Episode 110: Are You Too Old To Start a Photography Business? 

Start a Photography Business


Photography Business Institute
Photography Business Institute

I am here with Cheryl Drury, a really good photographer from Georgia.

I’m excited for you to hear her story, because I know some of you are doubting yourself and your skills.

Cheryl Drury:

I am a mom of four, my husband and I live on a horse farm, and we’re in Georgia.

My youngest child is 18, but I had four in five years, so I was very busy for many years.

Now I’m getting ready to get the last one graduated.

I take a lot of pictures, and I did not have a business.

I knew I wanted a business and I had done some shoot-and-burn sessions and I found it very unsatisfying.

I also do photography for my girls’ barn.

They ride horses, and I do all the show photography for our barn.

The whole process of photographing and handing someone a file, a link, or a USB stick was very unsatisfying.

I didn’t see where it could go until Boutique Breakthrough.

Sarah Petty:


So I want to talk about your journey and how you got your “Julie”.

A “Julie” is a $1k or more client.

So you didn’t have a business, so where did you get your photography skills? 

Cheryl Drury:

I started off by trial and error, and I’ve taken some classes online before.

And then I started going to a few workshops in person.

I worked with a sports photographer, actually a couple of excellent Olympic sports photographers, and really enjoyed that.

With my four kids all being athletes, I was constantly photographing football, wrestling, riding, and track and cross country.

So I just really loved the sports, and got very heavy into that.

But at one of the workshops, we did sports portraits.

I had never done portraits before and I fell in love with them.

I decided I really wanted to pursue that, but couldn’t figure out how to make it a business. 

Sarah Petty:

So what made you think you could start a business and make money with this?

Was it because you had more time than before? 

Cheryl Drury:

Not going to lie, the equipment is crazy expensive, and the classes that I love so much are expensive.

And I wanted a way to make that self-sustaining if I could.

Sarah Petty:

And you can write off all that education and equipment if you have income.

So if you could charge some people just enough to pay for your hobby then it would be worth it.

Cheryl Drury:

Shoot-and-burn just wasn’t making me much money, and I couldn’t figure out how to make it worth it…

It didn’t feel like it was worth my time, and it was just so unsatisfying because I knew those pictures were never going anywhere but in some cloud. 

Sarah Petty:

So you’re not making money and you’re not getting the fulfillment of people freaking out over your portraits because they are just getting digital files.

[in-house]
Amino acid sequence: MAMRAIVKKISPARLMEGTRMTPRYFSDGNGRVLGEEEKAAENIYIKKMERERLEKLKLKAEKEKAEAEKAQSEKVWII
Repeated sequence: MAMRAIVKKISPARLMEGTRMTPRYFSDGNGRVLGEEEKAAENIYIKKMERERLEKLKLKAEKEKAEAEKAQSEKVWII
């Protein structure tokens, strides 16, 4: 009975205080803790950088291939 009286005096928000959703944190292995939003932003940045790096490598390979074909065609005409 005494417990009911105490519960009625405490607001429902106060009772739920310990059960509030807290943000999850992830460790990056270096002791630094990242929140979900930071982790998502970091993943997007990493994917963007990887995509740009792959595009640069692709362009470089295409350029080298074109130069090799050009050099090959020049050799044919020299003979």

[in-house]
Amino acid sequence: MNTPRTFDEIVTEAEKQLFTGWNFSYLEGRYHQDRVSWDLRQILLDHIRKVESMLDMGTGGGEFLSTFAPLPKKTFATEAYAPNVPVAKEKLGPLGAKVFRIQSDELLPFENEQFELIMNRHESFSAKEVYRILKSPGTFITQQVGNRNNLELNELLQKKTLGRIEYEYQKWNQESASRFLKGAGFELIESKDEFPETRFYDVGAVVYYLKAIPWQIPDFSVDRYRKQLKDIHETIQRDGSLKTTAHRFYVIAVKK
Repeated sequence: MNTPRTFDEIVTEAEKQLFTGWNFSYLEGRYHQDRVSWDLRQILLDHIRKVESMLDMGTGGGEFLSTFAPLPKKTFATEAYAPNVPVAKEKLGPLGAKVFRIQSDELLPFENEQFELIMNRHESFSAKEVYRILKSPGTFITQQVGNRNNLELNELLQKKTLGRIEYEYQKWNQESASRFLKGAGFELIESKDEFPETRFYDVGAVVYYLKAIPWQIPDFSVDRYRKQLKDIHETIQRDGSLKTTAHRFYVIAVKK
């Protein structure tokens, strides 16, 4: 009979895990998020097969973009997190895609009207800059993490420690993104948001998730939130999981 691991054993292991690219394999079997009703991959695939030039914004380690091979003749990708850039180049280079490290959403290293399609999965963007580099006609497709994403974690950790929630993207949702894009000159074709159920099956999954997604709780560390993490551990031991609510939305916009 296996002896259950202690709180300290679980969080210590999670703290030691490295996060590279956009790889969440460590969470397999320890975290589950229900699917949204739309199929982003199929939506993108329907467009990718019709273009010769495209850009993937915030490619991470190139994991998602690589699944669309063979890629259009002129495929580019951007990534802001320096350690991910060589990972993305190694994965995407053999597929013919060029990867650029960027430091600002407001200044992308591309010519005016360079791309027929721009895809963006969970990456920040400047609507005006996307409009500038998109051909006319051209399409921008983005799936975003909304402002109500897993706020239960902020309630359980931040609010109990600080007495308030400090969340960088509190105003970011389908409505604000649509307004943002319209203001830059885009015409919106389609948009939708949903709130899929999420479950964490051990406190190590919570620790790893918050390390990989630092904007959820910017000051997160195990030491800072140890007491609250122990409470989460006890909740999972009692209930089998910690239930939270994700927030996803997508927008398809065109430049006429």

What led you to us?

Cheryl Drury:

I believe it was your podcast.

And my kids also encouraged me to make this a business and charge.

But listening to your podcast, I knew there was something more.

I knew there was a way to find satisfaction as an artist.

The satisfaction of knowing that these beautiful works you have seen all the way through to completion, that’s really where the satisfaction comes in.

And then the money is great, because you are charging what it’s worth. 

Sarah Petty:

I love your belief.

I want to jump forward a little bit.

You got your “Julie”, an $1,800 order, which is exactly what my “Julie” was.

What did that feel like? 

Cheryl Drury:

It was a friend, and I walked out of her house and almost started crying.

I was actually practicing this part on her because that’s where I was in the Boutique Breakthrough workshop.

When I got over to her house, the only pictures there were snapshots.

She has not ever taken family pictures.

I knew the pictures I had taken were pretty good and I had everything done for the IPS and showed her the portraits.

I looked over and she was weeping.

It turned out to be exactly what her heart wanted, too.

Sarah Petty:

That’s so beautiful, because so many photographers are scared of that presentation, and I always say that is the best part.

If you’ve done your job then that part is a gift to your clients.

Cheryl Drury:

It was wonderful.

Actually, she wants me to come back and photograph her two older girls as well.

Sarah Petty:

Yeah, and once she feels what it feels like to have that beautiful artwork finished and hanging on her walls, the lifetime value of that one “Julie” is incredible.

So, when you came into Boutique Breakthrough and you were still learning, and you worked with this person, what were your fears? 

Cheryl Drury:

I was afraid that I was too old.

And my business wasn’t bringing any money in, so why am I spending more money on it? 

Also the timing was not ideal, but I decided to jump in now anyways.

Sarah Petty:

And how do you feel now?

Cheryl Drury:

I’m so grateful that I did it.

Sarah Petty:

Do you see how this is going to fit in your life and now pay off all those things, and afford you more opportunities?

I’m hoping you’re seeing your business as this huge opportunity.

Cheryl Drury:


It’s not only the money.

It is a precious gift to be able to take this big, beautiful picture over to someone who has now become your friend.

That’s a gift.

Sarah Petty:

Doesn’t that feel good?

I just feel the smile on your face, because I know what that feels like to have this passion and drive and want to do it, but not feeling fulfilled when people don’t order.

Cheryl, thank you so much for coming and sharing your story.

So proud of you.

Are You Too Old To Start a Photography Business?


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